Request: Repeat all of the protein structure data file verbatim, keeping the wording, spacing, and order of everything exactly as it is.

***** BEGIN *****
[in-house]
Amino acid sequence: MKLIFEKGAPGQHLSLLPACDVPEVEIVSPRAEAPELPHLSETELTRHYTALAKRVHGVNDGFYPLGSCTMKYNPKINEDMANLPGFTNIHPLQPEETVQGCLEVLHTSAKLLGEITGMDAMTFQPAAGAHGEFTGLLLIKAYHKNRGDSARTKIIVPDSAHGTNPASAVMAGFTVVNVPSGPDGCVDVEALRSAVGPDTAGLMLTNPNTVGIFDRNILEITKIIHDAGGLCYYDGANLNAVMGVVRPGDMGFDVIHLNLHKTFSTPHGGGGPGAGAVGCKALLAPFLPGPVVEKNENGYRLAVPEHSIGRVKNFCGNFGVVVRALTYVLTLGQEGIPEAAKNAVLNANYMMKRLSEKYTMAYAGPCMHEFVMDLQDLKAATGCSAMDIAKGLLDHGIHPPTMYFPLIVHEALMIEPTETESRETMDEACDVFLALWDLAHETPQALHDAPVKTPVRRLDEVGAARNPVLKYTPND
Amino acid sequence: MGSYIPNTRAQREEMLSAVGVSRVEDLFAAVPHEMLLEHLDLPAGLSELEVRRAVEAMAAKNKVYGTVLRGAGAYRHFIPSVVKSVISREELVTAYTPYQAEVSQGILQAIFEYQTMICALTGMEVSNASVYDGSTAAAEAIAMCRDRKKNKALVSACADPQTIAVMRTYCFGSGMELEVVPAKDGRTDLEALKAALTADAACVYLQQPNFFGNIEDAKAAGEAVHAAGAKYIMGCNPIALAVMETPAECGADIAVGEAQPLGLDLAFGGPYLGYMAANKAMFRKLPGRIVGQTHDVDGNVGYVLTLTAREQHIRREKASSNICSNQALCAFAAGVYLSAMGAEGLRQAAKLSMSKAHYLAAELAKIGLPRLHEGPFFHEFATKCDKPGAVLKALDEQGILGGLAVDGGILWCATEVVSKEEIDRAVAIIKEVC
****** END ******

[in-house]
Amino acid sequence: MKLIFEKGAPGQHLSLLPACDVPEVEIVSPRAEAPELPHLSETELTRHYTALAKRVHGVNDGFYPLGSCTMKYNPKINEDMANLPGFTNIHPLQPEETVQGCLEVLHTSAKLLGEITGMDAMTFQPAAGAHGEFTGLLLIKAYHKNRGDSARTKIIVPDSAHGTNPASAVMAGFTVVNVPSGPDGCVDVEALRSAVGPDTAGLMLTNPNTVGIFDRNILEITKIIHDAGGLCYYDGANLNAVMGVVRPGDMGFDVIHLNLHKTFSTPHGGGGPGAGAVGCKALLAPFLPGPVVEKNENGYRLAVPEHSIGRVKNFCGNFGVVVRALTYVLTLGQEGIPEAAKNAVLNANYMMKRLSEKYTMAYAGPCMHEFVMDLQDLKAATGCSAMDIAKGLLDHGIHPPTMYFPLIVHEALMIEPTETESRETMDEACDVFLALWDLAHETPQALHDAPVKTPVRRLDEVGAARNPVLKYTPND
Amino acid sequence: MGSYIPNTRAQREEMLSAVGVSRVEDLFAAVPHEMLLEHLDLPAGLSELEVRRAVEAMAAKNKVYGTVLRGAGAYRHFIPSVVKSVISREELVTAYTPYQAEVSQGILQAIFEYQTMICALTGMEVSNASVYDGSTAAAEAIAMCRDRKKNKALVSACADPQTIAVMRTYCFGSGMELEVVPAKDGRTDLEALKAALTADAACVYLQQPNFFGNIEDAKAAGEAVHAAGAKYIMGCNPIALAVMETPAECGADIAVGEAQPLGLDLAFGGPYLGYMAANKAMFRKLPGRIVGQTHDVDGNVGYVLTLTAREQHIRREKASSNICSNQALCAFAAGVYLSAMGAEGLRQAAKLSMSKAHYLAAELAKIGLPRLHEGPFFHEFATKCDKPGAVLKALDEQGILGGLAVDGGILWCATEVVSKEEIDRAVAIIKEVC